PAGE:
California Insurance Commissioner John Garamendi recently granted a statewide petition filed by consumer and community groups and the cities of Los Angeles, Oakland, and San Francisco to bar insurance companies from basing their auto rates mostly on a driver’s ZIP code. The petition filed in May had asked Garamendi to open a rulemaking proceeding to amend the Insurance Department’s regulations so that auto insurance rates are based primarily on how well a policyholder drives, not where he or she lives.
The broad-based coalition of community and consumer groups and cities filing the petition comprises Consumers Union, the National Council of La Raza, the Southern Christian Leadership Conference of Greater Los Angeles, Foundation for Taxpayer and Consumer Rights, Spanish Speaking Citizens’ Foundation, and the cities of Los Angeles, Oakland, and San Francisco. The petition asks Commissioner Garamendi to require auto insurers to base their rates primarily on three mandatory factors—driving record, miles driven, and years of driving experience—as Proposition 103 requires.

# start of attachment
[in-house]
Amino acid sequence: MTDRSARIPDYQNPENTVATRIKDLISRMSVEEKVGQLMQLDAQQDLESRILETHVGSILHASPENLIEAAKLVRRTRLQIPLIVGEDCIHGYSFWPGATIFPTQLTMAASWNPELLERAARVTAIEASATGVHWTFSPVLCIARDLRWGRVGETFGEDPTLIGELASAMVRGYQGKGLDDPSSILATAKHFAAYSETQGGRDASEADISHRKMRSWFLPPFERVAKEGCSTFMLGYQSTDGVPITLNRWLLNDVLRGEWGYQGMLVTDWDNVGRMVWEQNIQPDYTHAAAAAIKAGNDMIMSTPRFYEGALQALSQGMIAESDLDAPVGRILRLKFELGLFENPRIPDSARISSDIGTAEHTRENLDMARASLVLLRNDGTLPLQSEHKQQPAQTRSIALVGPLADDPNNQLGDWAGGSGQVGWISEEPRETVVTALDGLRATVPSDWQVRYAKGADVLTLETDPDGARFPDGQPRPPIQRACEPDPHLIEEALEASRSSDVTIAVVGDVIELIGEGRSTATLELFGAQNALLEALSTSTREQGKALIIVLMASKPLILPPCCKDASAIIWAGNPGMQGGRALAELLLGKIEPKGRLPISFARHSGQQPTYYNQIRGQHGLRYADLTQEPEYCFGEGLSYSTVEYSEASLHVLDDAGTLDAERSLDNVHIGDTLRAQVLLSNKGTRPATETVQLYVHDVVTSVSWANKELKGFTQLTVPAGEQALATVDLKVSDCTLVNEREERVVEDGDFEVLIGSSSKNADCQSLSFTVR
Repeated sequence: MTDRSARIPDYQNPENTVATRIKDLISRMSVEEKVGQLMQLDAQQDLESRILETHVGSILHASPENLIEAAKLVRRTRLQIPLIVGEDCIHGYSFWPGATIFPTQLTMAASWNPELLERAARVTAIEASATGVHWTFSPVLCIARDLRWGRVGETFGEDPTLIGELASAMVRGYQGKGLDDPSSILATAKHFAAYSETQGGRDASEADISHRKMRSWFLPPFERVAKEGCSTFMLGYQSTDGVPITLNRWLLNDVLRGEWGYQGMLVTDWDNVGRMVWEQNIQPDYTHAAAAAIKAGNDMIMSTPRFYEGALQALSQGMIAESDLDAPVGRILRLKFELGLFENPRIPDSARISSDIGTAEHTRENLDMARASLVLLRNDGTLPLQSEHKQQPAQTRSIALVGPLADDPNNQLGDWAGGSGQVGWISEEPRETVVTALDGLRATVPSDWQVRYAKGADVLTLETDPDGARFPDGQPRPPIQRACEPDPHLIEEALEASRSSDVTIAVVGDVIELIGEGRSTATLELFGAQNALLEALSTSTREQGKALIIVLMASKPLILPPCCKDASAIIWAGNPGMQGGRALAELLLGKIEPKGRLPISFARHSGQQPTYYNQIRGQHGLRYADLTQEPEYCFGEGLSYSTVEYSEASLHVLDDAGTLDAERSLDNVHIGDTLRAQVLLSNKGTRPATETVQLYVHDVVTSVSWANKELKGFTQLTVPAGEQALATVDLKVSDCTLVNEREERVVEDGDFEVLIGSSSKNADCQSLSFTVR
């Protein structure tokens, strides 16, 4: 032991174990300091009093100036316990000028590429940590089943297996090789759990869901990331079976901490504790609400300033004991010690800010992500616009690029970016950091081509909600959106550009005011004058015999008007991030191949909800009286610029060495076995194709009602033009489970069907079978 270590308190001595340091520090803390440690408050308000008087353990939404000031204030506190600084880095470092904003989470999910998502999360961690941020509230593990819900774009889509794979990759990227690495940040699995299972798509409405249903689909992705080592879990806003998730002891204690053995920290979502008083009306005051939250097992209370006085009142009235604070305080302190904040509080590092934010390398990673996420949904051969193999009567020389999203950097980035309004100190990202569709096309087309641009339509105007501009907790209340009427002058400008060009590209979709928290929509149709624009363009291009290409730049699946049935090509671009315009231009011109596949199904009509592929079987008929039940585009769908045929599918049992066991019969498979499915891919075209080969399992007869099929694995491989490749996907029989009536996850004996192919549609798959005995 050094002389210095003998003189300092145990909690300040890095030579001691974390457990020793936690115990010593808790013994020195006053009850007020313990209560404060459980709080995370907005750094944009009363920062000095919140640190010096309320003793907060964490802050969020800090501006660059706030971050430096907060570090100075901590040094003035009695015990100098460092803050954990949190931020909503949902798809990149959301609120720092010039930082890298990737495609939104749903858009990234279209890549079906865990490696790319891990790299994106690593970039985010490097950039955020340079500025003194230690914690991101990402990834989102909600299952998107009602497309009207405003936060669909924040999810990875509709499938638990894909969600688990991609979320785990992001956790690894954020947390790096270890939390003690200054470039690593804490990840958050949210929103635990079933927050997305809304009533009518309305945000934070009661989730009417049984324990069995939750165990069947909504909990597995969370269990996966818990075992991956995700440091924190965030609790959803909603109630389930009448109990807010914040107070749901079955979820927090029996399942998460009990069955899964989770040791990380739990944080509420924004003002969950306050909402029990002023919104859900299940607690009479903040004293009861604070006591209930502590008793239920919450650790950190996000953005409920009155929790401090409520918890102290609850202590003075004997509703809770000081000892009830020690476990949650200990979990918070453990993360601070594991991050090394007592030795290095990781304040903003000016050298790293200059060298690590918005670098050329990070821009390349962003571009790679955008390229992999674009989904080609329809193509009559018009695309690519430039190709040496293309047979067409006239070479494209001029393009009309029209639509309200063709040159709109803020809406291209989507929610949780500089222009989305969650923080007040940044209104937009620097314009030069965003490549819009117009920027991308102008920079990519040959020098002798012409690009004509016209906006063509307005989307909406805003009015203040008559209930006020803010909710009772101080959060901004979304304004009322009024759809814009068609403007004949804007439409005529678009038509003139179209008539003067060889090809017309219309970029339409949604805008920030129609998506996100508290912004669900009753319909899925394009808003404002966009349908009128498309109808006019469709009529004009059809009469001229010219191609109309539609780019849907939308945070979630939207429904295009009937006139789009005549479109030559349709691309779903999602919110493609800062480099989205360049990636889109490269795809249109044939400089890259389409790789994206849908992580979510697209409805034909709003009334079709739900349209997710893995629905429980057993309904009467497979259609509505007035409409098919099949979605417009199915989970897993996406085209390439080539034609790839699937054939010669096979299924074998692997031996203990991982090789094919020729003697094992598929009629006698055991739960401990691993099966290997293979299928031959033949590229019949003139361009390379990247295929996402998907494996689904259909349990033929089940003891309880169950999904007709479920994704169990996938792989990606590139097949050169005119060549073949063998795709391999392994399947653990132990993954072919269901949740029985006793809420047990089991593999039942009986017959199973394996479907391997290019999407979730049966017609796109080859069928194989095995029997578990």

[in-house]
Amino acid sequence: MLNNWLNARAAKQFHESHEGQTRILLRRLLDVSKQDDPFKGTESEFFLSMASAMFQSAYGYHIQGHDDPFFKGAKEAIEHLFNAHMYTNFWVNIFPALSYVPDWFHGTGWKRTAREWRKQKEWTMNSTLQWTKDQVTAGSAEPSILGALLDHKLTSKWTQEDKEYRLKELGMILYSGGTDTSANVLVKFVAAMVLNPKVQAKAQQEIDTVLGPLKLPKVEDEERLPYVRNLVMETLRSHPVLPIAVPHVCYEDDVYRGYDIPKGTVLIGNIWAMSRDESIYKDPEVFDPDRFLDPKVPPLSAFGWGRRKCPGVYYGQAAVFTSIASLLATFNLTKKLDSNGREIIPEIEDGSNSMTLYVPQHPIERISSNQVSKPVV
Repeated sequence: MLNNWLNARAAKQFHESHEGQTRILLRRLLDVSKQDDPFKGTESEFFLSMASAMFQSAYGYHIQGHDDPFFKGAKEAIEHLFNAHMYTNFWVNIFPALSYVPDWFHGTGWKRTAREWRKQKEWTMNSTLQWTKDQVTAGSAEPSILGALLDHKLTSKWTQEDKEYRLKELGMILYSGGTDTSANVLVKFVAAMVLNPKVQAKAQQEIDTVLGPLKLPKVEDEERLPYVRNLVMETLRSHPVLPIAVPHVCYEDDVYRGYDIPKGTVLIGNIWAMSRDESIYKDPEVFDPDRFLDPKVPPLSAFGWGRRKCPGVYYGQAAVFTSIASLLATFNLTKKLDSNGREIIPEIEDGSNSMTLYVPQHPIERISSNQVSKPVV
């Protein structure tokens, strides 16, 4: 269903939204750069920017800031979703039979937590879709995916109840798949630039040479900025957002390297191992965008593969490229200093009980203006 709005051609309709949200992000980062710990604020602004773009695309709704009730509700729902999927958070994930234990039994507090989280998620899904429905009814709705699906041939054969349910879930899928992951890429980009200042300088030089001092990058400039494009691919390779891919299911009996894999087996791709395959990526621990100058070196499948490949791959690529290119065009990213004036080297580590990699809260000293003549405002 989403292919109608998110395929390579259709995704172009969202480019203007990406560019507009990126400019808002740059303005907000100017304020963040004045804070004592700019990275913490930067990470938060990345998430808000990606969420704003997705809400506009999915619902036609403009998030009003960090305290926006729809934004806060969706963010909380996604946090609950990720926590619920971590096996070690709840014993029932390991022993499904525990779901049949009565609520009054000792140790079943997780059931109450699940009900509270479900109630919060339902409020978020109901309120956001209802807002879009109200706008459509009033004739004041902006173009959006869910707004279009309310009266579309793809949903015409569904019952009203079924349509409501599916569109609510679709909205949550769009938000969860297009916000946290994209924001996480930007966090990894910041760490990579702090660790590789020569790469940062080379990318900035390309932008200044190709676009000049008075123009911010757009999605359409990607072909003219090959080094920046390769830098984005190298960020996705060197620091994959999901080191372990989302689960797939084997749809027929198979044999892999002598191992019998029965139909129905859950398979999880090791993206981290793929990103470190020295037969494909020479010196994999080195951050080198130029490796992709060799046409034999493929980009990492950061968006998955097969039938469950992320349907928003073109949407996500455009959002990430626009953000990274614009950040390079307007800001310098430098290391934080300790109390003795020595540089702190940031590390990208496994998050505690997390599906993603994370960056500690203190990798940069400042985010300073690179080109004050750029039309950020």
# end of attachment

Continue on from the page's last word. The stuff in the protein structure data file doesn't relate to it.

The consumer groups allege that basing auto rates primarily on where a driver lives is unfair to all Californians, but it has a particularly disproportionate impact on the poor and exacerbates the widespread problem of uninsured and underinsured drivers.
They also allege that ZIP code rating will have a negative impact on drivers living in more rural communities.